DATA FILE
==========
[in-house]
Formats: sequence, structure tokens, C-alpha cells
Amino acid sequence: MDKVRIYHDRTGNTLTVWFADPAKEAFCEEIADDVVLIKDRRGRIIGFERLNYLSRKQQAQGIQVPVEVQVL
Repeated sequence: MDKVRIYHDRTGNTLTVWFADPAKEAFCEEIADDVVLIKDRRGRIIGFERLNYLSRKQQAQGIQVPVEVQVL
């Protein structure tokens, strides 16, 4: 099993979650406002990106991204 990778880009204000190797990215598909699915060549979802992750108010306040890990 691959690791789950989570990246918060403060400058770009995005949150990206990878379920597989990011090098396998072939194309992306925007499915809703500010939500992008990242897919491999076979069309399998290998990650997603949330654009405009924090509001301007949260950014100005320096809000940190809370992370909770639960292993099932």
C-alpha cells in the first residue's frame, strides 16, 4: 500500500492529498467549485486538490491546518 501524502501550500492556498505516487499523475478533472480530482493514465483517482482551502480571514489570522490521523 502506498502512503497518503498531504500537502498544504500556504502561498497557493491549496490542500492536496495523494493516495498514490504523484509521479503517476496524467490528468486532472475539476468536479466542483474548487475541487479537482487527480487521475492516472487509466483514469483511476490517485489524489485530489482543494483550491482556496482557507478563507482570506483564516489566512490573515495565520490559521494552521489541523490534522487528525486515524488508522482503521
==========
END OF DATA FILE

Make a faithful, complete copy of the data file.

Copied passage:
[in-house]
Formats: sequence, structure tokens, C-alpha cells
Amino acid sequence: MDKVRIYHDRTGNTLTVWFADPAKEAFCEEIADDVVLIKDRRGRIIGFERLNYLSRKQQAQGIQVPVEVQVL
Repeated sequence: MDKVRIYHDRTGNTLTVWFADPAKEAFCEEIADDVVLIKDRRGRIIGFERLNYLSRKQQAQGIQVPVEVQVL
């Protein structure tokens, strides 16, 4: 099993979650406002990106991204 990778880009204000190797990215598909699915060549979802992750108010306040890990 691959690791789950989570990246918060403060400058770009995005949150990206990878379920597989990011090098396998072939194309992306925007499915809703500010939500992008990242897919491999076979069309399998290998990650997603949330654009405009924090509001301007949260950014100005320096809000940190809370992370909770639960292993099932």
C-alpha cells in the first residue's frame, strides 16, 4: 500500500492529498467549485486538490491546518 501524502501550500492556498505516487499523475478533472480530482493514465483517482482551502480571514489570522490521523 502506498502512503497518503498531504500537502498544504500556504502561498497557493491549496490542500492536496495523494493516495498514490504523484509521479503517476496524467490528468486532472475539476468536479466542483474548487475541487479537482487527480487521475492516472487509466483514469483511476490517485489524489485530489482543494483550491482556496482557507478563507482570506483564516489566512490573515495565520490559521494552521489541523490534522487528525486515524488508522482503521